Do you know those weekends when it is just to hot to get out of the home? Well just for those weekends we have a great weekend project. Actually we have two weekend projects.
The first project is a Foamcore softbox. We’ve had those before, even for small flashes. But this one comes complete with build and assembly instructions by Paul Both. To top sugar with cream (or light with diffusion) Paul also made a nice strip light – again complete with plans and chocolate syrup. (The designs were made for the 580EX2 and 430EX Canon flashes, but will fit any flash with minor adjustments).
Items required to build/assemble:
- 3/16″ Black Foamcore Board (1 sheet required for Strip light, 2 sheets required for softbox)
- Shiny substance (mylar blanket, aluminum foil etc.)
- Ripstop nylon or Thin cotton fabric (thin cotton is considerably cheaper and lets just as much light through. $14.99 per yard compared to $3.99)
- Hot Melt Glue Gun
- 12″ hot glue sticks (easier that the 4″ ones – available at big box stores.)
- Spray adhesive/contact cement
- Black Gaffers Tape (black duct tape, black masking tape – all will work, and only black assuming you are using black foamcore board.)
1/2″ wide adhesive tape (carpet tape works really well)
- Sharp Knife
- Nice clean area
1. Cut all parts according to plans, try to be as accurate as possible. To help with cutting, try not to cut all in one shot. Cut the top layer, cut through the foam, and then cut one last time through the remaining layer.
2. Prepare reflective material by cutting to size (slightly larger is better) for all parts.
3. Spray adhesive over one face of entire part (A for example.) Lay down one edge of reflective material and slowly wet out/pulling tightly reflective material until it is completely against/smooth with surface. Complete rest of part in the same manner.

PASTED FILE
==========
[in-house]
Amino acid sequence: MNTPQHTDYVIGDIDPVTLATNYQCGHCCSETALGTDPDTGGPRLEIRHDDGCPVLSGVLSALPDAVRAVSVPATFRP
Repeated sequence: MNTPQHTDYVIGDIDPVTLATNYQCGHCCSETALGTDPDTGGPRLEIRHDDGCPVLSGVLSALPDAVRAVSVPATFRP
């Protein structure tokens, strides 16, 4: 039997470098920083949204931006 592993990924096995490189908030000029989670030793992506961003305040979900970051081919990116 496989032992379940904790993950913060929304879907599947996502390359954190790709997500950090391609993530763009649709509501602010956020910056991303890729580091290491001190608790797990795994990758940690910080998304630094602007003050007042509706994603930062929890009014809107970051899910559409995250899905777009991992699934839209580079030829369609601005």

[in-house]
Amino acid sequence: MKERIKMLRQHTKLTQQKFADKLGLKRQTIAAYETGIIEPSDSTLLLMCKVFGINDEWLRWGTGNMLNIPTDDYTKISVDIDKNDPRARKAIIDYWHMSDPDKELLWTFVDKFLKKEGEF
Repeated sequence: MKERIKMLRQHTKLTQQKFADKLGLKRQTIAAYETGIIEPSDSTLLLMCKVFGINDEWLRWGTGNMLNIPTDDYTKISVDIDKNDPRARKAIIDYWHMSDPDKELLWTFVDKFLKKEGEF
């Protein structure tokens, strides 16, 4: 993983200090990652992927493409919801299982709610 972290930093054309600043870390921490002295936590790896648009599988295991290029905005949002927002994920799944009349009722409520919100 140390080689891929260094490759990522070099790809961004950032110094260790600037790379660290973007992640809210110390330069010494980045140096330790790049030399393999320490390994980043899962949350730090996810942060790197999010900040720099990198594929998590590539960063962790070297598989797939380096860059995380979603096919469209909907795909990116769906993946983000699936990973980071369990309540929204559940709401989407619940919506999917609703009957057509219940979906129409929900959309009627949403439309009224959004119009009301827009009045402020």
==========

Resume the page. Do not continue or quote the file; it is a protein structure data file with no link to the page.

4. On edges where two boards are going to meet, remove about 1/4″ of reflective material to help hot glue to bond (bonds better to foamcore board than to reflective material.)
5. Now prepare tape and put about half on one sheet and the other half off, now put the long face over top of the shorter face and rub tape down. Now take hot glue and run constant bead on inside corder of “V”.
6. Before the glue dries, you need to get one of the triangular shaped pieces in – to ensure a 90° angle on the to back boards. Do the same thing here, apply the tape first and then put the board into place, apply glue and then let dry. Finish rest of pieces in the same manner. Before proceeding, take a reflective tape (aluminum tape, mirror tape etc.) and cover up any exposed glue joints.
7. While your letting the Strip light dry, prepare the front diffusion material. I cut about an extra 1″ all around. Now is a perfect time to also steam/iron out any wrinkles the material may have.
8. Apply double sided adhesive tape all around the outside edge of the strip light. Make sure you leave the one backer on until your ready.
9. Start with one of the long edges (peel off entire backer) and lay down the diffusion material. On the first edge just ensure that your putting it down straight (or as straight as possible).
10. Do opposite long edge pulling a little (here is where the foamcore board shows it’s weekness – it will bow if pulled to hard) – so only put a little pressure (if you ironed before, you shouldn’t have any wrinkles to worry about.)
11. Close the top two edges in the same manner. In the meeting corner, just trim material and fold down. Use a blot of hot glue to make sure they don’t unravel.
12. Optional: take black tape again and cover exposed edges of diffusion material to help make it look more professional.
The softbox is basically the same thing, just a little more complex during the assembly process due to the compound angles. Hence – build the strip light first to practice and then move onto the softbox.
Now, I designed my strip light to sit on top of the small strobe. I mount my small strobes on light stands, which means I can change the elevation of the strip light very easily. Since the weight is so little – I haven’t had any issues in doing this (extra stress on the strobe.) One thing I found that helps, is to turn your flash head 90°. This allows the strip light to sit down on top of the strobe base, with the head protruding in about 2″.